At Brorfelde, by Holbæk, they hit upon a curious Ice Age landscape with a geology that would turn out to be extraordinary in itself. Between 1953 and 1964, the stateof-the-art observatory was built: four telescope domes, an extensive workshop, and a little village serving as the home of the numerous technicians, astronomers and assistant staff who would make up Brorfelde’s starry-eyed community, were added to the glacier-carved hills. In 2016, Brorfelde Observatory reopened as a science experience centre where you learn to really see. “We want to be a place where everyone can discover something new with the help of their eyes and a bucketful of curiosity,” Sohl explains. “You go on a journey of scientific exploration – from the Earth’s innermost core right out to the outer reaches of the galaxy.” With its unique combination of astronomical, geological, technical and natural wonders, the centre encourages its visitors to see the way the Ice Age shaped the landscape at our feet and how the climate shapes the nature surrounding us. And inside, you get to explore the people and objects that made Brorfelde Observatory an integral part of the international discovery of space.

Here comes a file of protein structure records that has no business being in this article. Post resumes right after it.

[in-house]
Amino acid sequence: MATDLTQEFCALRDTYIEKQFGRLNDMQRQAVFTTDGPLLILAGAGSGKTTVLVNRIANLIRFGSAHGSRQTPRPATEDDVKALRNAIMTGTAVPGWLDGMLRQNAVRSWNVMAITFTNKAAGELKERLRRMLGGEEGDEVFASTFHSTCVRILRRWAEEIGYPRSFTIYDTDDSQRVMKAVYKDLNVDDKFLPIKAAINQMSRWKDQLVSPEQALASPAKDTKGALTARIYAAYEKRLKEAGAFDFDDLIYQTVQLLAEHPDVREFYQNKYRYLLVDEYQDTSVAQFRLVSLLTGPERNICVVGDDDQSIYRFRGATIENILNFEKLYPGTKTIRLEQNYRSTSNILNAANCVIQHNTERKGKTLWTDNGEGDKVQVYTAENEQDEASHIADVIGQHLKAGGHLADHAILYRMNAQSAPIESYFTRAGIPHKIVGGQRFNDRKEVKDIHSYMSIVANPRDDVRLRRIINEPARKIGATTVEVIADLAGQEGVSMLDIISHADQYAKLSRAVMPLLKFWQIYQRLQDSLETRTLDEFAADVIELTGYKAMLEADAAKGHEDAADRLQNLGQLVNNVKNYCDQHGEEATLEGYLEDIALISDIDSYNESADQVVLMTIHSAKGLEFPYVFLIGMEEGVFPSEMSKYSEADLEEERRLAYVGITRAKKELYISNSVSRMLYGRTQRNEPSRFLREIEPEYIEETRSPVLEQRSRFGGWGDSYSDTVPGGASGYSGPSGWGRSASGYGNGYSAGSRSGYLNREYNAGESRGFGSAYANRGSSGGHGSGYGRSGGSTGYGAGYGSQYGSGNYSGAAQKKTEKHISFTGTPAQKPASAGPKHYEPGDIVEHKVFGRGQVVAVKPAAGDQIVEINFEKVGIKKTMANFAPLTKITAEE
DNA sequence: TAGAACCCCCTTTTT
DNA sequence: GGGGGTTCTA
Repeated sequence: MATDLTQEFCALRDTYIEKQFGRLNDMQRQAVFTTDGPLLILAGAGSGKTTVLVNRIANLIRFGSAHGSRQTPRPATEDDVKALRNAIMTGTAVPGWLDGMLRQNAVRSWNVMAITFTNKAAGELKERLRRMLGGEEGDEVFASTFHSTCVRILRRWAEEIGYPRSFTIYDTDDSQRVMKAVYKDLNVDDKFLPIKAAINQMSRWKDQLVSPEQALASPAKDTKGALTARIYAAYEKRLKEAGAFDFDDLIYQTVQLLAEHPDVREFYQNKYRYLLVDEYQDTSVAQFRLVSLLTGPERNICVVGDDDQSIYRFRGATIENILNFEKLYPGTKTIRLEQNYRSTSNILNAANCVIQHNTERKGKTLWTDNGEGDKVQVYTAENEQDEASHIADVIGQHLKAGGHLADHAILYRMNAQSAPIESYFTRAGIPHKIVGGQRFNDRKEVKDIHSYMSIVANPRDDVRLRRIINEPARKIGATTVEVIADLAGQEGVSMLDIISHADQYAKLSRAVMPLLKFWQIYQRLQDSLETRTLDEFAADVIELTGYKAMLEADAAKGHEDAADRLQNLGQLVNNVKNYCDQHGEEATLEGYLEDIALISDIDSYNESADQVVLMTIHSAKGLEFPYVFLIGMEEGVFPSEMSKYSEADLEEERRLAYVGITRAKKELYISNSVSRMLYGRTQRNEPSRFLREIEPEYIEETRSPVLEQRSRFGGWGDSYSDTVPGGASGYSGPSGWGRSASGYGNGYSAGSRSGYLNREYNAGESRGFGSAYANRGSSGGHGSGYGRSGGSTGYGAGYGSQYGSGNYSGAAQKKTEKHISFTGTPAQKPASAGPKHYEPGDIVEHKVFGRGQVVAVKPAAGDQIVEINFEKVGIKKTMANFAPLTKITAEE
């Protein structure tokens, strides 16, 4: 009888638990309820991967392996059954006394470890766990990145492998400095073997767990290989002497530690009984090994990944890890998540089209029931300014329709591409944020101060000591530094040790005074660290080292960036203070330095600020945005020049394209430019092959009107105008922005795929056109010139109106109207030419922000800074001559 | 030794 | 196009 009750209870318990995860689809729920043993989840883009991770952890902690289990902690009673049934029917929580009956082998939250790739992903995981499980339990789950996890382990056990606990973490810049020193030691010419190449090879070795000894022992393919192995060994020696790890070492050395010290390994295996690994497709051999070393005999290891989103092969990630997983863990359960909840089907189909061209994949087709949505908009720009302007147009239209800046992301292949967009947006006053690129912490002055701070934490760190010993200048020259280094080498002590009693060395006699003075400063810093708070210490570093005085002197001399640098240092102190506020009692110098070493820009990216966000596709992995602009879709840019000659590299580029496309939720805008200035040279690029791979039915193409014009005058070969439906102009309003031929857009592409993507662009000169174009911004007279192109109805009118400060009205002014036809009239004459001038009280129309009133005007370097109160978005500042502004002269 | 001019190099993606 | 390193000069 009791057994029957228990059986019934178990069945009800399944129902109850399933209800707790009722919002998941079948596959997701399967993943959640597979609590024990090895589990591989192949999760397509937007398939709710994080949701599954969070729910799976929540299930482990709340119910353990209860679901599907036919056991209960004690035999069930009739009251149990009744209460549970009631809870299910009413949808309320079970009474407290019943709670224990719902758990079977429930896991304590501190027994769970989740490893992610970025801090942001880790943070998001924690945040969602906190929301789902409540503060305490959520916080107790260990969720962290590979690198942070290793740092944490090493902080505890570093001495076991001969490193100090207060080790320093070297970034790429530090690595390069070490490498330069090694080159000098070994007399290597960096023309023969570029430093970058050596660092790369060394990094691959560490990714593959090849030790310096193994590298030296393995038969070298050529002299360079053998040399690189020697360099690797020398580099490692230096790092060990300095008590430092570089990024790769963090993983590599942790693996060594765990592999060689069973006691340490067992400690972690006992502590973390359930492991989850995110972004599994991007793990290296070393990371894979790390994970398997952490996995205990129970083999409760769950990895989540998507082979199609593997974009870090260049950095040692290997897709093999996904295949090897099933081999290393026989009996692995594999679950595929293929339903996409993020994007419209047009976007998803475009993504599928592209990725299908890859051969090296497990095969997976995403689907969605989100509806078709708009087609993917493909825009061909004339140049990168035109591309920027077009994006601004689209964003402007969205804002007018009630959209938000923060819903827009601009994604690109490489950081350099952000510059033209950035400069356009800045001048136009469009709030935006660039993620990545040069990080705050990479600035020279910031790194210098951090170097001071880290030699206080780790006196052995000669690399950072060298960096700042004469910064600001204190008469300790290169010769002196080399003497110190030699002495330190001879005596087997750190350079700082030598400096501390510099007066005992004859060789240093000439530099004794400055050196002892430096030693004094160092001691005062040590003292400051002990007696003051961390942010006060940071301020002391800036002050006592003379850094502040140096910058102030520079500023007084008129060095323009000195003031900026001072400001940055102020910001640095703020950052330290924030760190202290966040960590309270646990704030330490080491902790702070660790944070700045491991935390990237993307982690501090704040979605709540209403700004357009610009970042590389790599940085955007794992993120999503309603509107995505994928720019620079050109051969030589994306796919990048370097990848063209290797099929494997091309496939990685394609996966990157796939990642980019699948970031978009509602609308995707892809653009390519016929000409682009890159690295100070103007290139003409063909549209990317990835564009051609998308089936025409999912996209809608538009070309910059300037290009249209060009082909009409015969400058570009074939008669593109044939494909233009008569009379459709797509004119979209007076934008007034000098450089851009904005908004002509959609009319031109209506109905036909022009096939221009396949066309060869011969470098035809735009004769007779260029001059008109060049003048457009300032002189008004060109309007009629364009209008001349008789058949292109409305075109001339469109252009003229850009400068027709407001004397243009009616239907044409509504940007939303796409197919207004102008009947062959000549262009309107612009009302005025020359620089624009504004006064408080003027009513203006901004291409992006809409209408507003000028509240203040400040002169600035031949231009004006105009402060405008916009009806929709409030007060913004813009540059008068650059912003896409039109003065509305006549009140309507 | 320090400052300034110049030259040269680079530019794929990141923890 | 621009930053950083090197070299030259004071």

Star findings For nearly 40 years, Brorfelde Observatory has contributed significant discoveries and tools of exploration to what we earthlings know about the rest of the universe. Data from Brorfelde’s Meridian Telescope was used to calculate the trajectory of the Apollo 11 flight, which famously enabled man’s first step on the moon in 1969. The observatory fostered a unique set of expertise, combining engineering know-how and research ability, and thanks to the instruments built by the observatory’s expert technicians, Brorfelde’s astronomers discovered a string of asteroids, resulting in celestial bodies like ‘Holbaek’, ‘Brorfelde’ and even ‘Ceciliejulie’, named after the discoverer’s daughters. “On weekends and for special events throughout the year, our visitors get to experience the magical power of attraction of these alien objects at very close hand,” Sohl says. “One of my favourites is the iron meteorite, found in Lapland, which you get to touch – there’s nothing quite like holding something from outer space.” The observatory also highlights its human stars. Seven of the old rooms have been brought back to the 1950s and